Posted to the web 26 June 2007
Tererai Karimakwenda

June 26 is a day recognized by the United Nations as the International Day in Support of Victims of Torture, and this year Zimbabweans have organized commemorative events in Johannesburg and London. 2007 saw an increase in the number of torture victims in Zimbabwe after the government banned a prayer session in March and arrested opposition leader Morgan Tsvangirai. The world saw images of how badly beaten and tortured he was. And since then, hundreds of pro-democracy activists have been abducted and tortured.
In London, a UN Torture Day service of solidarity will be held at St. Paul's Church in Covent Garden. It is sponsored by several organizations including the Zimbabwe Human Rights NGO Forum,

Amnesty International, Redress, International Bar Association, International Rehabilitation Council for Victims of Torture and the Zimbabwe Association.
Carla Ferstman from Redress said these church services are to commemorate not only victims of torture who died, but those who survived and need healing. She explained that acts considered torture are not just the physical and psychological acts can be considered torture. The act simply needs to have a serious impact on the individual being victimized. The London service will end with a procession to Zimbabwe House where flowers will be laid in memory of those who have died.
The Johannesburg service is being organized by the Crisis in Zimbabwe Coalition South Africa team, along with the Zimbabwe Torture Victims Survivor Project. Khetani Sibanda from Crisis is encouraging people to attend, saying there would be presentations based on research done by the Survivors Project. There will also be a video highlighting the experiences of women who were subjected to torture by state agents. Sibanda told us there has been an increase in the number Zimbabweans crossing into South Africa since the government intensified it's terror campaign against perceived enemies in March. He said most of those who have suffered this year have been women.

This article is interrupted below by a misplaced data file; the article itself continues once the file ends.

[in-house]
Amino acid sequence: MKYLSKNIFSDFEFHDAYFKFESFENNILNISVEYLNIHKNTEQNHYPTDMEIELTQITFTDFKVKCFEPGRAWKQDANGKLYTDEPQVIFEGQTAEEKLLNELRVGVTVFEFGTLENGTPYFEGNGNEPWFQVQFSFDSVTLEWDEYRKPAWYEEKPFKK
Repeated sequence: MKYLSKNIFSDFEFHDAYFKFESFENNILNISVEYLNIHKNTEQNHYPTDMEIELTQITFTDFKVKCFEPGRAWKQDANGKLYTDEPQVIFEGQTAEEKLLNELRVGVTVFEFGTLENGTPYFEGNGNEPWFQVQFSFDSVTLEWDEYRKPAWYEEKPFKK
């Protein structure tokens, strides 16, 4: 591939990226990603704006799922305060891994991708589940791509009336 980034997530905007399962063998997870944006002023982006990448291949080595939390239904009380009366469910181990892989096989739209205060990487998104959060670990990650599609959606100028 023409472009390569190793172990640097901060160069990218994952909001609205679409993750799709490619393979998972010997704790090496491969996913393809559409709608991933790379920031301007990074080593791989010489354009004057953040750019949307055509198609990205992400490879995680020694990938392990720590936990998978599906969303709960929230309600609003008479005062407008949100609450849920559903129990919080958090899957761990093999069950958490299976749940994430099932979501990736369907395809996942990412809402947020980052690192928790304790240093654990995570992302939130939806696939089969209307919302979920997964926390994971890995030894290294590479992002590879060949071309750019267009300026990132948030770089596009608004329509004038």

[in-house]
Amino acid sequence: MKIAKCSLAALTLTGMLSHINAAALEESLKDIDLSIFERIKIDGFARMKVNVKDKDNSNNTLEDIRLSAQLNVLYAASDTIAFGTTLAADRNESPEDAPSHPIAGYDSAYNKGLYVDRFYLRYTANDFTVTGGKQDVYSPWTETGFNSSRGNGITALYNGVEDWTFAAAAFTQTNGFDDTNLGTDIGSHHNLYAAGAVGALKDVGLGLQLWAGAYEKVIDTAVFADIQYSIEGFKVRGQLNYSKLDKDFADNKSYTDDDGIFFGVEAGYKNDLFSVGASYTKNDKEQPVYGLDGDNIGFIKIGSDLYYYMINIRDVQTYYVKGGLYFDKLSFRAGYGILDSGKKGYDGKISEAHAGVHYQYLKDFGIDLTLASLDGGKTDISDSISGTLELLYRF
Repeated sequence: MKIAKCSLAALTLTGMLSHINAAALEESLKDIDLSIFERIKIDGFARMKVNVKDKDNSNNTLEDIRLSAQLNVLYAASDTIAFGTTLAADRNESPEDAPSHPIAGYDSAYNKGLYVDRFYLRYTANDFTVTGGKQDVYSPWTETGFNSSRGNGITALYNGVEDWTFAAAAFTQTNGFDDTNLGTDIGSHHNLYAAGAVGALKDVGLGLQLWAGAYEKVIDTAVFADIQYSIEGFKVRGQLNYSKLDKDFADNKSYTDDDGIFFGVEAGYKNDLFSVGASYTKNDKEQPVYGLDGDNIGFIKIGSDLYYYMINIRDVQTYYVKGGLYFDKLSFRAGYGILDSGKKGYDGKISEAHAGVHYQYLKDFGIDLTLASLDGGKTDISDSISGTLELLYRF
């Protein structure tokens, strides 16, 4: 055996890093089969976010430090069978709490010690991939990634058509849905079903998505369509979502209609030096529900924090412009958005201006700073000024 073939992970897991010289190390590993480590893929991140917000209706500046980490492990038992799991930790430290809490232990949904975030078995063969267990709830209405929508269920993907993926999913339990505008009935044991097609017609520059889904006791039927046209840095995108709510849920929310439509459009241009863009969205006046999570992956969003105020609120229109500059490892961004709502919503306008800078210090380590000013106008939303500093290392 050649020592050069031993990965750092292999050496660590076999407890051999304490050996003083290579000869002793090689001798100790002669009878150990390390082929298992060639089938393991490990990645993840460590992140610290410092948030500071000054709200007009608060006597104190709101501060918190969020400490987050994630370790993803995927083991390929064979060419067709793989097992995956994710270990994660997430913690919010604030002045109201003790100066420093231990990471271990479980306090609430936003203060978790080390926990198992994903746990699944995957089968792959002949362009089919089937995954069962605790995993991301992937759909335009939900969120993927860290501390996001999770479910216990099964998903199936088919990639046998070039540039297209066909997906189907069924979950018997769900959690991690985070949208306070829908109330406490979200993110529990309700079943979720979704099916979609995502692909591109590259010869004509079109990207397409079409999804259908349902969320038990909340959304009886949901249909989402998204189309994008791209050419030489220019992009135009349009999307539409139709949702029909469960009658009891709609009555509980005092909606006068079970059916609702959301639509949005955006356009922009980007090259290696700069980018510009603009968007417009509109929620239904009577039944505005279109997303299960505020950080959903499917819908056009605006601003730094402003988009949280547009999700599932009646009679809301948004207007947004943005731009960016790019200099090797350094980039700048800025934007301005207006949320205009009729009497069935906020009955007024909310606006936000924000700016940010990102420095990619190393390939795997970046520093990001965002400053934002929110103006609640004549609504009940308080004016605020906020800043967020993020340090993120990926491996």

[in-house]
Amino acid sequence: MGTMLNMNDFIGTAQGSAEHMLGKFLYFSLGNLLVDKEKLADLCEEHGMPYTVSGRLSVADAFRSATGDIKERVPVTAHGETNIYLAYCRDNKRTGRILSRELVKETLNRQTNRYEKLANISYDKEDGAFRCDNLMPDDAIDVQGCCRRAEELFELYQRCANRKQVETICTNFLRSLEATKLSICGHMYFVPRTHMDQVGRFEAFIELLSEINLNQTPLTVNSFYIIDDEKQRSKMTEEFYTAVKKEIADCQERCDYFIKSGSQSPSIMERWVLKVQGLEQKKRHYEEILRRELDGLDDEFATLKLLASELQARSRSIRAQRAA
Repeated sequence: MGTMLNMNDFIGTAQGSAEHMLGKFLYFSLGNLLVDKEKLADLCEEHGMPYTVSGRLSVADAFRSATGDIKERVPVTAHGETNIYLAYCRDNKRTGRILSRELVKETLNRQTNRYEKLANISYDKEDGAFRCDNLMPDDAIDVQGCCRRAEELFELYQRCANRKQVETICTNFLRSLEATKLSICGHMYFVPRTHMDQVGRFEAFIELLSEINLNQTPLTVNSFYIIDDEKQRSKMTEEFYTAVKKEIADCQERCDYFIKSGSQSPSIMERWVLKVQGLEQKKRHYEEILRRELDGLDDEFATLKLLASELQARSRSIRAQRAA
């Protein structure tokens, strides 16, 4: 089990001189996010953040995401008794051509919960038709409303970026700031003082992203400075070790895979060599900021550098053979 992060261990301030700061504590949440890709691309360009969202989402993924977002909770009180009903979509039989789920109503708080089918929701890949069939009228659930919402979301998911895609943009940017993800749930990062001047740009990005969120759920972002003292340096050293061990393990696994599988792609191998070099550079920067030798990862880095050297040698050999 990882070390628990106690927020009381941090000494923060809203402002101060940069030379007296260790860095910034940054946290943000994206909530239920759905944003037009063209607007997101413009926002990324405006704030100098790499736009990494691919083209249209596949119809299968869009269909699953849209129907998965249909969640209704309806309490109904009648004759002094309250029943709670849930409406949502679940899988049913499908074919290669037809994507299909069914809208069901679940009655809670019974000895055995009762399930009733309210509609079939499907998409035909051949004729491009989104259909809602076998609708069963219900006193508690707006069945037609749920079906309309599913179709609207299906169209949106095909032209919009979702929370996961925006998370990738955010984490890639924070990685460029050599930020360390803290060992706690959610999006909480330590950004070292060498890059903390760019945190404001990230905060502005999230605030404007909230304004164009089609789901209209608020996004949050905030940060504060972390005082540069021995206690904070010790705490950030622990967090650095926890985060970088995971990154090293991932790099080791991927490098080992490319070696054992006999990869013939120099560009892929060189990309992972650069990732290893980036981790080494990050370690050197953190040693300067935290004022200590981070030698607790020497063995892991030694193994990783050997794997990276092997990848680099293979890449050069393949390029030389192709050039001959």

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Zimbabwe: Lean Harvests Spell Disaster For Hungry Families

Global info

By Davison Makanga  

HARARE, Zimbabwe, Jun. 25, 2007 (IPS/GIN) -- More than a third of Zimbabwe’s population will be in dire need of food aid by early 2008, due to poor harvests and economic decline.
Critics are blaming the government’s poor planning for the country’s escalating food crisis. Zimbabwe has suffered poor harvests since the government started its chaotic land reform program in 2000. For a number of years, the ministry of agriculture’s predictions of a ‘‘bumper harvest’’ have come to naught.
The Food and Agriculture Organization and the World Food Program have said that more than 2.1 million Zimbabweans in both rural and urban areas will be in dire need of food aid in the third quarter of this year. That figure is set to escalate to 4.1 million by early 2008.
“Zimbabwe’s looming food crisis is the result of another poor harvest, exacerbated by the country’s unprecedented economic decline, extremely high unemployment, and the impact of HIV/AIDS,’’ said Amir Abdulla, the World Food Program’s regional director for Southern Africa. The food organizations estimate a 44 percent decline in tonnage from last year’s harvest to this year.
‘‘This year’s crisis is partly caused by the drought, but we cannot deny the fact that the economic crisis and poor planning are the major causes,’’ said Vincent Gwaradzimba, secretary for agriculture in the opposition political party the Movement for Democratic Change.
At the height of the 2006-2007 cropping season, the government caused problems by purchasing substandard fertilizer from South Africa. The fertilizer fiasco not only cost the treasury but also affected the harvest.
Perennial drought regions such as Matabeleland South, Matabeleland North, Midlands, Manicaland and Masvingo are entering a crisis situation because many families have harvested nothing and could run out of food as early as next month.
‘‘It is not even true to say that we will only start starving by July. The facts on the ground show that there is no food in the granaries. Pupils are staying away from school because of this,’’ a primary school teacher in Masvingo province said.
‘‘We only received maize two weeks ago when ZANU PF was campaigning for a parliamentary by-election,’’ the teacher added, asking to remain anonymous.
Moreover, some senior government officials are reportedly threatening relief agencies. Manicaland province governor Tineyi Chigudu was quoted as lashing out at the World Food Program’s implementing partners for working “in cahoots” with the Movement for Democratic Change.
In Matebeleland South, ruling ZANU PF Member of Parliament Abednigo Ncube threatened to close World Vision Zimbabwe, an international Christian relief organization that provides food aid. Ironically, these are provinces hardest hit by food shortages.